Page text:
• One man sexually penetrating another man was believed to be an abomination because it violated the God–given order of things in society and confused the boundaries of clearly assigned male and female sexual roles. The man being penetrated was thought to be crossing from the God-given category of male (and how a male should act) to the God-given category of female (and how a female should act) thus confusing the categories and he no longer being seen as wholly male. In other words, his masculine identity was undermined. The penetrator was also acting wrongly by helping the penetrated man to cross the gender (sex role) boundaries.
A similar gender differentiation argument stresses that males and females (and their sexual organs) were created to complement each other. (These God-given categories are part of the Creation story but note that Leviticus 18 and 20 do not directly refer to the Creation).
A good explanation of mixing and purity and male honor is given in this article.
• The placing of the prohibition on one man sexually penetrating another man (verse 22) between the prohibition on offering one’s seed (children or semen) to Molech (verse 21) and the prohibition on bestiality (verse 23) indicates that the compiler of these laws, and probably the Israelite community generally, saw sex between men as a non-standard way of sexual intercourse. The standard way was sex between a man and a woman as explained in Genesis 1:28 and 2:24.
• Men penetrating men reminded people of the practice of strong or unruly men sometimes raping weaker men, by forced anal sex, to show their power and to degrade or humiliate the weaker men as it was treating them like women. This was attempted at Sodom (Genesis 19:4–9) and Gibeah (Judges 19:22–25).
• One man sexually penetrating another man was wasting semen instead of its being used in its divinely intended purpose of procreation in marriage. It was important that the Israelite tribes increase their population in order to survive. However Leviticus contains no prohibition on male masturbation, coitus interruptus, male-female anal intercourse or other non-vaginal ejaculatory sexual acts. So wasting semen was apparently not a major concern.
• One man sexually penetrating another man would result in the mixing of defiling emissions (excrement and semen) in the receptive body, thus violating the Israelite purity code. However it seems unlikely that this was considered as a major reason because there would be the same type of mixing in male-female anal intercourse, which was not prohibited.
• One man sexually penetrating another man was an improper use of semen. In fact all sexual acts prohibited in Chapters 18 and 20 involve an improper use of semen. This explains why female-female sex is not prohibited, why giving one’s seed (semen) to Molech is prohibited and why instances of sexual crime are ignored where no improper
use of semen is made, e.g. seduction.
For further details of this point see Martin Cohen, “The Biblical Prohibition of Homosexual Intercourse,” Journal of Homosexuality, 1990, Vol 19(4), p 3-20.
• The Leviticus prohibition on one man sexually penetrating another man covered both men. This was a wider prohibition than in nearby cultures, where usually only being penetrated was prohibited or despised. Doing the penetrating was okay in these cultures. This difference was one of the ways in which the ancient Israelites tried to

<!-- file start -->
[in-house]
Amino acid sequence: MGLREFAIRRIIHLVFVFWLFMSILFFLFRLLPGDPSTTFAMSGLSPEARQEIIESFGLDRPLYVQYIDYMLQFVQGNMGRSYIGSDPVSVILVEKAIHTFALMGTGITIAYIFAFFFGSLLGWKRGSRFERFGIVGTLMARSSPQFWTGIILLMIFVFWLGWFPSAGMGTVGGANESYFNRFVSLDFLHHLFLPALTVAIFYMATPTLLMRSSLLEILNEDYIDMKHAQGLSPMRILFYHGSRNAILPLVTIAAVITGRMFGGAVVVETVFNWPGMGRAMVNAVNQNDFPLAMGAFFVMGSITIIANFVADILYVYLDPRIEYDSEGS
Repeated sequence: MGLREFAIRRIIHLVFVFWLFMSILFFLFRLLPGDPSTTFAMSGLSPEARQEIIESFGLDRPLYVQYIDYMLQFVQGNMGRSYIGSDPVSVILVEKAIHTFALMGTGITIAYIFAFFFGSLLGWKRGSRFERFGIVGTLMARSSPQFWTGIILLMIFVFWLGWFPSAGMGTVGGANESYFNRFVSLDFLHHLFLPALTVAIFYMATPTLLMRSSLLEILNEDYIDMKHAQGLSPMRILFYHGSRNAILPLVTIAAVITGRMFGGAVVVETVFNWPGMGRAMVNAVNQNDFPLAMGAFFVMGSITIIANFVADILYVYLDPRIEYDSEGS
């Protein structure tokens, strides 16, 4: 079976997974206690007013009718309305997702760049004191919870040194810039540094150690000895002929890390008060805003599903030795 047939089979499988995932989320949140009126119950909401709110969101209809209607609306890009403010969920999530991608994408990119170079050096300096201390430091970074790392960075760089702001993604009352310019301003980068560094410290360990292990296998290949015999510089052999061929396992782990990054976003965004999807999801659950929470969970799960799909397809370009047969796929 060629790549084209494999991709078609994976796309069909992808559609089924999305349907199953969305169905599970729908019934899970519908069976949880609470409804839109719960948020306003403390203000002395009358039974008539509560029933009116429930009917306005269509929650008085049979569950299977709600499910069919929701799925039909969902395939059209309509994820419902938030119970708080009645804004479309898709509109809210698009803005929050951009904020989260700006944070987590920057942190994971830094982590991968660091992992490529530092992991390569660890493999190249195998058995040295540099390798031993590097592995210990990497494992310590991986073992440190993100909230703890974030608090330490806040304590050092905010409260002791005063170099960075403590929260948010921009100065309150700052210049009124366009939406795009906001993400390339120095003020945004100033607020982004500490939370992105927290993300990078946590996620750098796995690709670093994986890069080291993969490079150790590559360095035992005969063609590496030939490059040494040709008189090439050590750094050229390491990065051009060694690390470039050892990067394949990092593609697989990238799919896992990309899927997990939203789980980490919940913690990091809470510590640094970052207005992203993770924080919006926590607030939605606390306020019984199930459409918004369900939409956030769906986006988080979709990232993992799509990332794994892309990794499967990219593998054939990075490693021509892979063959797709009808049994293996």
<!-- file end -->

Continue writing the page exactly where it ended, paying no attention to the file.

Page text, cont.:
keep themselves separate from other peoples.
Literal translations of Leviticus 18:22 and 20:13
And .. male .. no lie down with .. lyings of woman .. abomination it.
And .. with a male .. do not lie down .. the lyings of a woman .. abomination it.
And .. man .. who lies down with .. male .. lyings of woman .. abomination .. committed .. both of two .. put to death .. guilt .. exists.
And a man who lies down .. the lyings of a woman .. with a male .. abomination .. both of them .. have done .. put to death .. their blood on them.
Stages in the translation of Leviticus 18:22
And .. male .. no lie down with .. lyings of woman .. abhorrent it. And .. with male .. no lie down lyings of woman .. abhorrent it. And .. with male no lie down as woman lies .. abhorrent it. And .. with male have no sex as woman has sex (i.e. by being penetrated) .. disgusting it. And with a male you (a male) must not have passive anal sex– it is disgusting. And don’t let a man penetrate you (a male) – it is disgusting.
Notes on Leviticus 18: 22 and 20:13
• The above interpretation of the prohibition (a man should not let another man penetrate him) varies slightly from the traditional interpretation (a man should not have sex with a man as one does with a woman). The first interpretation directs the prohibition at the man who might be penetrated. The traditional interpretation directs the prohibition at the man who might do the penetrating. However even if one sticks with the traditional interpretation, the basic conclusion is still the same, i.e. men should not have penetrative sex with men.
• As expressed in Leviticus 18:22 and 20:13, the prohibition only applied to penetrative (anal) sex between males – straight, bisexual or gay. It did not apply to any other forms of male sex, e.g. oral sex, mutual masturbation, foreplay, intercrural sex (between the thighs), deep kissing, fondling or sexual touching.